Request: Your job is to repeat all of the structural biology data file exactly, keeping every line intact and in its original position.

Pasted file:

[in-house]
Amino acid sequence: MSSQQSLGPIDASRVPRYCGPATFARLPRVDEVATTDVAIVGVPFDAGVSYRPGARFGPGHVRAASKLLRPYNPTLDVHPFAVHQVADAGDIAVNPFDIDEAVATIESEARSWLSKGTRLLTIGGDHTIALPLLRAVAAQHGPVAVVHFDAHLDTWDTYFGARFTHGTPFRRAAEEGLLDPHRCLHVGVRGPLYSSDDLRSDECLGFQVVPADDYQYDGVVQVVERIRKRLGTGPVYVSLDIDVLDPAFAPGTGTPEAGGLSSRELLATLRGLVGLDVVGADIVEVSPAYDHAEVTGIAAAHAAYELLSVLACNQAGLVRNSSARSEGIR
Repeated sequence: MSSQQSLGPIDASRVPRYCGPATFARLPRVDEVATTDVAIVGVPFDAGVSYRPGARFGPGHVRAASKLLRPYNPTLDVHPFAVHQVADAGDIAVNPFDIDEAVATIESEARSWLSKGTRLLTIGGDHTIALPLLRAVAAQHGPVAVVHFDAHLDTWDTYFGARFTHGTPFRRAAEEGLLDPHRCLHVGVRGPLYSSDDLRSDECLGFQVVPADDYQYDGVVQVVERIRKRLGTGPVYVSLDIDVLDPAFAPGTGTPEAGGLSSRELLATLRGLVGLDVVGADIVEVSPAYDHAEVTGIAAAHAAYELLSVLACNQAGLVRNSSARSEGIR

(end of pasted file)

[in-house]
Amino acid sequence: MSSQQSLGPIDASRVPRYCGPATFARLPRVDEVATTDVAIVGVPFDAGVSYRPGARFGPGHVRAASKLLRPYNPTLDVHPFAVHQVADAGDIAVNPFDIDEAVATIESEARSWLSKGTRLLTIGGDHTIALPLLRAVAAQHGPVAVVHFDAHLDTWDTYFGARFTHGTPFRRAAEEGLLDPHRCLHVGVRGPLYSSDDLRSDECLGFQVVPADDYQYDGVVQVVERIRKRLGTGPVYVSLDIDVLDPAFAPGTGTPEAGGLSSRELLATLRGLVGLDVVGADIVEVSPAYDHAEVTGIAAAHAAYELLSVLACNQAGLVRNSSARSEGIR
Repeated sequence: MSSQQSLGPIDASRVPRYCGPATFARLPRVDEVATTDVAIVGVPFDAGVSYRPGARFGPGHVRAASKLLRPYNPTLDVHPFAVHQVADAGDIAVNPFDIDEAVATIESEARSWLSKGTRLLTIGGDHTIALPLLRAVAAQHGPVAVVHFDAHLDTWDTYFGARFTHGTPFRRAAEEGLLDPHRCLHVGVRGPLYSSDDLRSDECLGFQVVPADDYQYDGVVQVVERIRKRLGTGPVYVSLDIDVLDPAFAPGTGTPEAGGLSSRELLATLRGLVGLDVVGADIVEVSPAYDHAEVTGIAAAHAAYELLSVLACNQAGLVRNSSARSEGIR